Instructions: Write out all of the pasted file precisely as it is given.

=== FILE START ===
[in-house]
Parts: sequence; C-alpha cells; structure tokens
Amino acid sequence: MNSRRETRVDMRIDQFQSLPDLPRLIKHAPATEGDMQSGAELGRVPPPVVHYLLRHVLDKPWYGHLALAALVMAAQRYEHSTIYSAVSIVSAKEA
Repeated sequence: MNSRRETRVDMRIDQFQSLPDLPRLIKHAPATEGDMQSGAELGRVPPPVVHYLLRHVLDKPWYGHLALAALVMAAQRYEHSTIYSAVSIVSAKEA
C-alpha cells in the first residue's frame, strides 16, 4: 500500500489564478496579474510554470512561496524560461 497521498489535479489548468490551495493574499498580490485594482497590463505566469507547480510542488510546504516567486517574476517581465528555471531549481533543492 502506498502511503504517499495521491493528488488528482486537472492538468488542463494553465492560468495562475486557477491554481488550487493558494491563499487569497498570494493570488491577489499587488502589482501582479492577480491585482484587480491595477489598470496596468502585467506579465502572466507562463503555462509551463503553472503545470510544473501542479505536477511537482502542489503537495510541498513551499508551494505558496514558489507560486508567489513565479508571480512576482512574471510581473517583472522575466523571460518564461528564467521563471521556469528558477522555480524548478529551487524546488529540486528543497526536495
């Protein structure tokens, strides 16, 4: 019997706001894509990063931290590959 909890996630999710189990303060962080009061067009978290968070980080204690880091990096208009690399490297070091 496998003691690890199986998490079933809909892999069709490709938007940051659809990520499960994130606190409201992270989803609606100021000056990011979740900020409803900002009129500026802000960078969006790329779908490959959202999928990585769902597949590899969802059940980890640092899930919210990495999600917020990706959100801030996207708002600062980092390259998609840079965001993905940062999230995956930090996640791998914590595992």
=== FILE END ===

[in-house]
Parts: sequence; C-alpha cells; structure tokens
Amino acid sequence: MNSRRETRVDMRIDQFQSLPDLPRLIKHAPATEGDMQSGAELGRVPPPVVHYLLRHVLDKPWYGHLALAALVMAAQRYEHSTIYSAVSIVSAKEA
Repeated sequence: MNSRRETRVDMRIDQFQSLPDLPRLIKHAPATEGDMQSGAELGRVPPPVVHYLLRHVLDKPWYGHLALAALVMAAQRYEHSTIYSAVSIVSAKEA
C-alpha cells in the first residue's frame, strides 16, 4: 500500500489564478496579474510554470512561496524560461 497521498489535479489548468490551495493574499498580490485594482497590463505566469507547480510542488510546504516567486517574476517581465528555471531549481533543492 502506498502511503504517499495521491493528488488528482486537472492538468488542463494553465492560468495562475486557477491554481488550487493558494491563499487569497498570494493570488491577489499587488502589482501582479492577480491585482484587480491595477489598470496596468502585467506579465502572466507562463503555462509551463503553472503545470510544473501542479505536477511537482502542489503537495510541498513551499508551494505558496514558489507560486508567489513565479508571480512576482512574471510581473517583472522575466523571460518564461528564467521563471521556469528558477522555480524548478529551487524546488529540486528543497526536495
């Protein structure tokens, strides 16, 4: 019997706001894509990063931290590959 909890996630999710189990303060962080009061067009978290968070980080204690880091990096208009690399490297070091 496998003691690890199986998490079933809909892999069709490709938007940051659809990520499960994130606190409201992270989803609606100021000056990011979740900020409803900002009129500026802000960078969006790329779908490959959202999928990585769902597949590899969802059940980890640092899930919210990495999600917020990706959100801030996207708002600062980092390259998609840079965001993905940062999230995956930090996640791998914590595992």